With a workforce of almost 15,000, the Harland and Wolff shipyard in Belfast not only created Titanic; it shaped the fortunes of the city and its people. But life was not easy for those who built the ship, writes ALF MCREARY
THE EARLY 20th century was a golden age for shipbuilding and for Belfast, but for the men who made Titanic, it was a hard life – eight died in industrial accidents before it ever sailed. The ship was launched 100 years ago tomorrow, but would not make her maiden voyage for another 10 months. When it left Belfast on April 2nd, 1912 it carried with it the good wishes and pride of the shipyardmen who had worked under hazardous conditions and with poor pay to construct the greatest vessel the world had ever known.
This was not without its human cost, and during the construction of Titanic alone, there were 254 reported accidents, including the eight fatalities.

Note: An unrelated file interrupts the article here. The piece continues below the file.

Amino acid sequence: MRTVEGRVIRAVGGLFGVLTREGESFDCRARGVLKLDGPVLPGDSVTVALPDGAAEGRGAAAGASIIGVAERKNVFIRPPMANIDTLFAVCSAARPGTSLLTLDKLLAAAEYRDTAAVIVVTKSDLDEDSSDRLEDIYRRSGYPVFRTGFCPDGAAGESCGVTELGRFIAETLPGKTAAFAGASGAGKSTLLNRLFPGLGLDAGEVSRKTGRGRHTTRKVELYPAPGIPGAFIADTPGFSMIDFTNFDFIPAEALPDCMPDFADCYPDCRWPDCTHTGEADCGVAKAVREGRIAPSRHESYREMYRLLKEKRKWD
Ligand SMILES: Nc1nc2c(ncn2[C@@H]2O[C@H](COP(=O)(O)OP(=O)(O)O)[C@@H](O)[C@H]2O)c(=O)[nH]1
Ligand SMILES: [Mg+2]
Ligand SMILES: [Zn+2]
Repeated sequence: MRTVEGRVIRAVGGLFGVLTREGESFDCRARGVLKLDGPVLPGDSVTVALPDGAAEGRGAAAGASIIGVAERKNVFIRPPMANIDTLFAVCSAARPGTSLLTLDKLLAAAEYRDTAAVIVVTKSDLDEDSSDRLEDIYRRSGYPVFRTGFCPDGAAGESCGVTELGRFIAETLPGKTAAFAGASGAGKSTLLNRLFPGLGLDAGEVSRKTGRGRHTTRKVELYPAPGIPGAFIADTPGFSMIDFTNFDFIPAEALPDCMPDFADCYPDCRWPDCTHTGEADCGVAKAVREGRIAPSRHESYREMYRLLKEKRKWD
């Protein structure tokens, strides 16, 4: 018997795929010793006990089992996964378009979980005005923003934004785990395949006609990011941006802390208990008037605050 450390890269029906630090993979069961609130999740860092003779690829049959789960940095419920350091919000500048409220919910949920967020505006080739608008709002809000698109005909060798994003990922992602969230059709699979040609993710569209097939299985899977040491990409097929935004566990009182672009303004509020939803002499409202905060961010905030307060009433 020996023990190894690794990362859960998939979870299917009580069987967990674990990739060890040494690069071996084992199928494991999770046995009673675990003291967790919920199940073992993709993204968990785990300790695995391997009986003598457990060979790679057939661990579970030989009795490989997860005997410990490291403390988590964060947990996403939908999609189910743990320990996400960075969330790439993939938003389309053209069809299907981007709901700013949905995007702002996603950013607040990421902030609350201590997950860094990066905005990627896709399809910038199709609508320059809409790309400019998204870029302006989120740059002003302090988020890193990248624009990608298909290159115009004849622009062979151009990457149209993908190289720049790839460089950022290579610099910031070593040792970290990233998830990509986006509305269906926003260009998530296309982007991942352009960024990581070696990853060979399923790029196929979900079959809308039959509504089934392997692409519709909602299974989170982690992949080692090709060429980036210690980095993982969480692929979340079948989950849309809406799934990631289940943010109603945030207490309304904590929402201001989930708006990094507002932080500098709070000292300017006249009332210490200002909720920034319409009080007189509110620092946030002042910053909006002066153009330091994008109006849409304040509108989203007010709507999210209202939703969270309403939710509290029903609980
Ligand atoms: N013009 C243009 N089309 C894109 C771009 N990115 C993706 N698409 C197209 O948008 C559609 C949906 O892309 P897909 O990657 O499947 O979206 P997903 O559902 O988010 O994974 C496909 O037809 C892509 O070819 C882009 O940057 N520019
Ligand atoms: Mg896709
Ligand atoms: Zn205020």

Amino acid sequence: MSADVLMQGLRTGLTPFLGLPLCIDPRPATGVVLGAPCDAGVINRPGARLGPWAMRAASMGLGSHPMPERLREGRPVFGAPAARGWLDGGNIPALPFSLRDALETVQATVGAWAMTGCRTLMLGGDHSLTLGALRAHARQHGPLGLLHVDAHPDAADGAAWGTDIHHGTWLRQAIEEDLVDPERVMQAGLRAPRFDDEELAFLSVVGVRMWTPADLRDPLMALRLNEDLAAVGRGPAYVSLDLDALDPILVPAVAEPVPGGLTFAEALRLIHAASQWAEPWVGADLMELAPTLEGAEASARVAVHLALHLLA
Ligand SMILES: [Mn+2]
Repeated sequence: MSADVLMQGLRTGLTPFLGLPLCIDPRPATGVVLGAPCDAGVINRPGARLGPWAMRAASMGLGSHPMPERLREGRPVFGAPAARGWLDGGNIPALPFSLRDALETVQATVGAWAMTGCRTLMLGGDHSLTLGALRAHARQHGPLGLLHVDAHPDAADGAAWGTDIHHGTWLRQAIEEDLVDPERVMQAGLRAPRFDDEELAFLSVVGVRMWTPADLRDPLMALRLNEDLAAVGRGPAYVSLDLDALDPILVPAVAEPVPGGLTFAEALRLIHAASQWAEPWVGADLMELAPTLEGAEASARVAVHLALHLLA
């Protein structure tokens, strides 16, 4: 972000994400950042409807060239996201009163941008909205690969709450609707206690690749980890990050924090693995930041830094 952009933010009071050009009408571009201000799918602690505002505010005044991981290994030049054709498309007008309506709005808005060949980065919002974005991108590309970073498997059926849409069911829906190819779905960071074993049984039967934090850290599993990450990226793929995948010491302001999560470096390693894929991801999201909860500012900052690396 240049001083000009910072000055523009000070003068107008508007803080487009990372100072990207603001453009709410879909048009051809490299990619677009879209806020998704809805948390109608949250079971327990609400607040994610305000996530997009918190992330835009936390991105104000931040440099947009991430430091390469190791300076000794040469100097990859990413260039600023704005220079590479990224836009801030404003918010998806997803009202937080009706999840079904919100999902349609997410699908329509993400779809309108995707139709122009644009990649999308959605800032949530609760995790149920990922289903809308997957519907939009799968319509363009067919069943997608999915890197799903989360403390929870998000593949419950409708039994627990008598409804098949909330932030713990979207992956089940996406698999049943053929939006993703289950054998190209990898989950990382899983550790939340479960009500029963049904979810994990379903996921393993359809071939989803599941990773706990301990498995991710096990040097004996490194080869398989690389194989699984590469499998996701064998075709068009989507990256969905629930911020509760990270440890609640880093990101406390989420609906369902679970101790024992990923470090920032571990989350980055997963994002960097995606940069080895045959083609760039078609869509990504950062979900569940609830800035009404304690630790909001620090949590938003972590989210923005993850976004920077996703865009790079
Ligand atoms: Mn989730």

The Labour leader James Connolly remarked that a list of the maimed and hurt in accidents on any one of those big ships “would read like a roster of the wounded after a battle upon the Indian frontier”.
Belfast: the city that built Titanic - The Irish Times - Mon, May 30, 2011
Socialism is not in the least what it pretends to be. It is not the pioneer of a better and finer world, but the spoiler of what thousands of years of civilization have created. Ludwig von Mises (1881-1973) Economist and social philosopher